| Sep 25, 2008

Sept 25/08 - Campaign comes alive in Kaladar

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Feature Article - September 25, 2008 Local campaign comes alive in Kaladar By Jeff Green

Liberal Dave Remington, Conservative Scott Reid, NDP Sandra Willad

At the first all-candidates’ meeting in the riding of Lanark Frontenac Lennox and Addington, Conservative incumbent Scott Reid came under persistent attack from an audience that was dotted with supporters of Liberal candidate Dave Remington.

Only three of five candidates in the riding attended the meeting. Sandra Willard from the NDP joined Remington and Reid, but Chris Walker from the Green Party had vehicle problems and missed the meeting. Walker’s campaign manager, Rolly Montpelier, delivered an opening address in his stead. Ernest Rathwell, from the Marijuana Party, did not attend.

In their opening statements, the candidates stuck very much to the party lines, with Scot Reid stressing his experience in the riding and the establishment of three riding association offices.

Dave Remington stressed his roots in his home town of Napanee, where he has run businesses and served as councillor and mayor, and said he looked forward to meeting with community groups and local organizations to see how the federal government can have a geater impact on people’s lives.

Sandra Willard said she joined the New Democrats seven years ago after being involved in a healthcare union. “This election is about deciding who will look after you and your family first. The Conservatives are protecting corporate interests but who is looking after your interests. Privatization of healthcare is a threat to this country; we need to insure that the system will be kept in public hands,” she said.

Although a variety of topics were discussed, many of the questions were asked directly of Scott Reid.

The first question of the night, which was posed by John McEwen of Verona, concerned uranium production, specifically a promise by Stephen Harper that uranium companies should be more open to foreign investment.

Scott Reid said that in terms of the local uranium issue, he has taken a strong stand against exploration. “The Ontario Mining Act must be changed,” he said. “however, I am not against uranium mining in general and I support the Prime Minister Harper's intention to open up foreign investment in uranium mining companies. It is limited to 49%, so companies would stay in Canadian hands.”

“Not so,” said McEwen, “foreign ownership of airlines is limited to 49%, not uranium companies”.

A Globe and Mail article from September 12 bears out McEwen's assertion. The article says there is currently a 49% cap on foreign investment in uranium mining companies. It reads: “The Tories say they would remove this cap to allow majority ownership, but only for countries that give Canadian companies commensurate rights and benefits — and pass the new national security test they would put in place. "'We will allow [more] foreign ownership of uranium mining and producing provided that such investments meet a national security test and that Canada receives comparable benefits from investor nations,' Mr. Harper said.'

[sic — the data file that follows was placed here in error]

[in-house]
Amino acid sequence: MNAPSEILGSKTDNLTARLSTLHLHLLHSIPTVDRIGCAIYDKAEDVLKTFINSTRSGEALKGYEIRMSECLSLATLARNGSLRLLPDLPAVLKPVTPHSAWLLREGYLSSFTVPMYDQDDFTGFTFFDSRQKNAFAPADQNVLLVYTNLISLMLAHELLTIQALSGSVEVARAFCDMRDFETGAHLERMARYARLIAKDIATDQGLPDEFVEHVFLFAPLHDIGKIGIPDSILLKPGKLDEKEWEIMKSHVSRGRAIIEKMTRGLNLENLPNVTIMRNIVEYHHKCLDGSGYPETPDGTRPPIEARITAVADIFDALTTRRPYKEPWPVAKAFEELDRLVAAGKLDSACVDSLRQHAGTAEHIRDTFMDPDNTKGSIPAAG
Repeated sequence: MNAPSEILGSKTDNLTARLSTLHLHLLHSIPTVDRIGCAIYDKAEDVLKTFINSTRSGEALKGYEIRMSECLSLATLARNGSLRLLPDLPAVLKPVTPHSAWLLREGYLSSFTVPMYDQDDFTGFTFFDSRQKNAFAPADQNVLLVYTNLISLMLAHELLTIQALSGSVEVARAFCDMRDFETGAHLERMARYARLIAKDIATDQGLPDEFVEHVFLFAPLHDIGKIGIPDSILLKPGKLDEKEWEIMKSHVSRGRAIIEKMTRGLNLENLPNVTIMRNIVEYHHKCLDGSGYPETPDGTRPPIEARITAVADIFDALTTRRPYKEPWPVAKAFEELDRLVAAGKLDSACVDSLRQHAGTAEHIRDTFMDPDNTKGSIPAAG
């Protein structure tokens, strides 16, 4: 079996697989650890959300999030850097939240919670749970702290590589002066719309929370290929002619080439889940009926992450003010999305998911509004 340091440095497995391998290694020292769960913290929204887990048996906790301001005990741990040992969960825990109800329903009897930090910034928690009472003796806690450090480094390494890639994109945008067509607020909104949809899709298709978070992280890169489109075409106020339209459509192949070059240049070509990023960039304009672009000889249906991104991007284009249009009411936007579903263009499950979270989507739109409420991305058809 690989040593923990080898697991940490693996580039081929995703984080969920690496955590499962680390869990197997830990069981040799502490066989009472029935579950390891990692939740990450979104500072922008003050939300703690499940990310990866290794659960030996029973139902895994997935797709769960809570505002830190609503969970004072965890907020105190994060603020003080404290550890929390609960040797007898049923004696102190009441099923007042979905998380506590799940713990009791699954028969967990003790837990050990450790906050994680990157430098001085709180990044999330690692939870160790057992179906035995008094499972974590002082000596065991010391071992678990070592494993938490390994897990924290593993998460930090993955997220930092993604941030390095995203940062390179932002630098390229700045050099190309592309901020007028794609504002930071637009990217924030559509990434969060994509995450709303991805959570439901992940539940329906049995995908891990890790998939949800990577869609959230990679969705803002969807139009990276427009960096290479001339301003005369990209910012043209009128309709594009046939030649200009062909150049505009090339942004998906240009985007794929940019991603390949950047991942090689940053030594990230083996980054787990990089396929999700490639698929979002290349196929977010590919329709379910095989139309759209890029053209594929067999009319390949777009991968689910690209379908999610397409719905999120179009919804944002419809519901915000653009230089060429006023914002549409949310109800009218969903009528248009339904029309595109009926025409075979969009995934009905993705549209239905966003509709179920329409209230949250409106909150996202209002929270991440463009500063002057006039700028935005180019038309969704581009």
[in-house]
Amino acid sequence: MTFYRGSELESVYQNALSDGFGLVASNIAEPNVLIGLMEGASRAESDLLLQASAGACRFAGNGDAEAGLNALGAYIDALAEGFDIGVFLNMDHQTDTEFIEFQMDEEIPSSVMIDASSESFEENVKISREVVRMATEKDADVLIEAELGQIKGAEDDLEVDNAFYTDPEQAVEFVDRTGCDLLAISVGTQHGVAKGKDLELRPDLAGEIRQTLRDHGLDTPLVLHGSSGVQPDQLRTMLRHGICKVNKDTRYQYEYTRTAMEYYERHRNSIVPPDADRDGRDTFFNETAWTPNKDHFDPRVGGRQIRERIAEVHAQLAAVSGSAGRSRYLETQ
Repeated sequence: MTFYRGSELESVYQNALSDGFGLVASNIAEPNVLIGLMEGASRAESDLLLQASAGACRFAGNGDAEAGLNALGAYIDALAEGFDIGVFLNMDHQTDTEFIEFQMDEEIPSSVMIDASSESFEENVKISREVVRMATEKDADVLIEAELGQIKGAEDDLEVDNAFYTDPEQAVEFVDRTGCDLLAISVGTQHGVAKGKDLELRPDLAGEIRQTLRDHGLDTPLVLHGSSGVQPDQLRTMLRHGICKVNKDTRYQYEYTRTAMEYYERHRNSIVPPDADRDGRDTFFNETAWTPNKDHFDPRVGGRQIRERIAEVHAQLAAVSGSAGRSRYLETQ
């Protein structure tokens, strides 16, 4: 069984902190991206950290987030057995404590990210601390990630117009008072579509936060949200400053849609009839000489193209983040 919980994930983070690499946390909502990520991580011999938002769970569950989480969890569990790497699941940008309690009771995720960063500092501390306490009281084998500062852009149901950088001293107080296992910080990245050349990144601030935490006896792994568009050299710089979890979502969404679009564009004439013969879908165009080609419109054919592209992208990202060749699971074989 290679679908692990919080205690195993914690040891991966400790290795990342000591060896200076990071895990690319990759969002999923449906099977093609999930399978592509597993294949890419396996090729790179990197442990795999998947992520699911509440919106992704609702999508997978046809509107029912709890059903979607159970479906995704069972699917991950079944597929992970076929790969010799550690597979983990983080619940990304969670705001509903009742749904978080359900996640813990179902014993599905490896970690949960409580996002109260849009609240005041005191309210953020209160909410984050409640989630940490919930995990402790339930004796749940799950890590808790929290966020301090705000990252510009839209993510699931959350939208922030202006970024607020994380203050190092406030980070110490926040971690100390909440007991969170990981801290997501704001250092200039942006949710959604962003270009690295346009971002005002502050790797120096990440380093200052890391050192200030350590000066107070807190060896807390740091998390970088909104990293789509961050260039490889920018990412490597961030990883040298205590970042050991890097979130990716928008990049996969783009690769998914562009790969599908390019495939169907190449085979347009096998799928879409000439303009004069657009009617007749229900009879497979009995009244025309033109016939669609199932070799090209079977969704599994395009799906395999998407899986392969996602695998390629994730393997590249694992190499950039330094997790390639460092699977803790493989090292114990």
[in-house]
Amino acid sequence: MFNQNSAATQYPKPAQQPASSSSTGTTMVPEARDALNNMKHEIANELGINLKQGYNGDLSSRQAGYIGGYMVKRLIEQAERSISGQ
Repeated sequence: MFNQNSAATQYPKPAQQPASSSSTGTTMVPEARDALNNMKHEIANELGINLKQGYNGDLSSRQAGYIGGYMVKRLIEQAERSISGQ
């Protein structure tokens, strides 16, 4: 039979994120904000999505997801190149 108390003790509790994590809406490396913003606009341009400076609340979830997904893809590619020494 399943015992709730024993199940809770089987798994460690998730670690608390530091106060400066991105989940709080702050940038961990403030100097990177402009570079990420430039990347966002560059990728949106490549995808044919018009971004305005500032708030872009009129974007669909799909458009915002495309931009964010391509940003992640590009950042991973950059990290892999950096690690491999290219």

Sandra Willard said the NDP “does not support any kind of investments in uranium or nuclear power”, and Dave Remington said, “Personally I am not a big nuclear supporter”.

There were several questions regarding the recent Listeriosis outbreak. One questioner contended that a change in the federal meat inspection regimen that took place earlier this year was connected to the contamination.

“If it really were the case that the Listeriosis outbreak came about because of a lack of federal inspectors it would be a major issue in this election campaign. The press and Mr. Dion would be on this. but it just isn't the case,” said Scott Reid.

“Jim Flaherty, John Baird and Tony Clement [federal cabinet ministers] were all members of the Ontario Conservative government that fired water inspectors before the Walkerton tragedy, so what can you expect?” said Dave Remington.

“The Walkerton tragedy came about because Stan Cabel was drunk, and didn't do his job,” said Scott Reid.

Arts funding should be dropped – Reid

To a question from Marg Axford of the Cloyne & District Historical Scoiety about whether a plan by the Conservatives to fund a French language foreign radio service is tied to a decrease in funding for domestic broadcasters, Scott Reid made a general comment about government funding for the arts.

“I don't think government should be giving funding to the arts. The arts are lovely, but arts funding is not a life or death issue such as funding for healthcare,” he said.

Dave Remingon said, “I disagree. The arts are amazing, they are who we are, they are part of what I call healthy community. Without the arts you don't have healthy communities.”

Another questioner, John Pariselli, the president of the North Frontenac Little Theatre, asked Reid whether museum or library finding is included under his definition of arts funding.

Scott Reid did not answer directly, but he added context to his earlier comment by noting that he happens to be an opera fan, “but that is a private interest of mine and I don't see why the public should be asked to subsidize my private interest.”

A line of questioning that clearly unnerved Scott Reid concerned a program he has funded himself, using money from an $20,000 MP salary raise in 2001. towards placing defibrilators throughout the riding.

“How many of those defibrilators are located in Frontenac County?” one questioner asked.

“I don't think it is right to put a regional spin on a program like this, which is set up to provide life-saving equipment for people,” Scott Reid said.

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